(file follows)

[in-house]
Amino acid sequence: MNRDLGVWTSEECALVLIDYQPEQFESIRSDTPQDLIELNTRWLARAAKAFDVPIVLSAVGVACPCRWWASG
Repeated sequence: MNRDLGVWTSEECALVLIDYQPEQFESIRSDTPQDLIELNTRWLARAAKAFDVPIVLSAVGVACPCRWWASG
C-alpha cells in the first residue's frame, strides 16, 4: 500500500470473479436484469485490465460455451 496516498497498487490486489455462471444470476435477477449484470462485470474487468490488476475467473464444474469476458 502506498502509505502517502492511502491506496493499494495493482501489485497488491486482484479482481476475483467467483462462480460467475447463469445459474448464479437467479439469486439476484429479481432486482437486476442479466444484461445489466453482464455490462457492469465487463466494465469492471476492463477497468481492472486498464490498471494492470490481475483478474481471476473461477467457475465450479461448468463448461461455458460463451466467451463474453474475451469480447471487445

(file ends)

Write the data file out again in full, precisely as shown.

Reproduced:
[in-house]
Amino acid sequence: MNRDLGVWTSEECALVLIDYQPEQFESIRSDTPQDLIELNTRWLARAAKAFDVPIVLSAVGVACPCRWWASG
Repeated sequence: MNRDLGVWTSEECALVLIDYQPEQFESIRSDTPQDLIELNTRWLARAAKAFDVPIVLSAVGVACPCRWWASG
C-alpha cells in the first residue's frame, strides 16, 4: 500500500470473479436484469485490465460455451 496516498497498487490486489455462471444470476435477477449484470462485470474487468490488476475467473464444474469476458 502506498502509505502517502492511502491506496493499494495493482501489485497488491486482484479482481476475483467467483462462480460467475447463469445459474448464479437467479439469486439476484429479481432486482437486476442479466444484461445489466453482464455490462457492469465487463466494465469492471476492463477497468481492472486498464490498471494492470490481475483478474481471476473461477467457475465450479461448468463448461461455458460463451466467451463474453474475451469480447471487445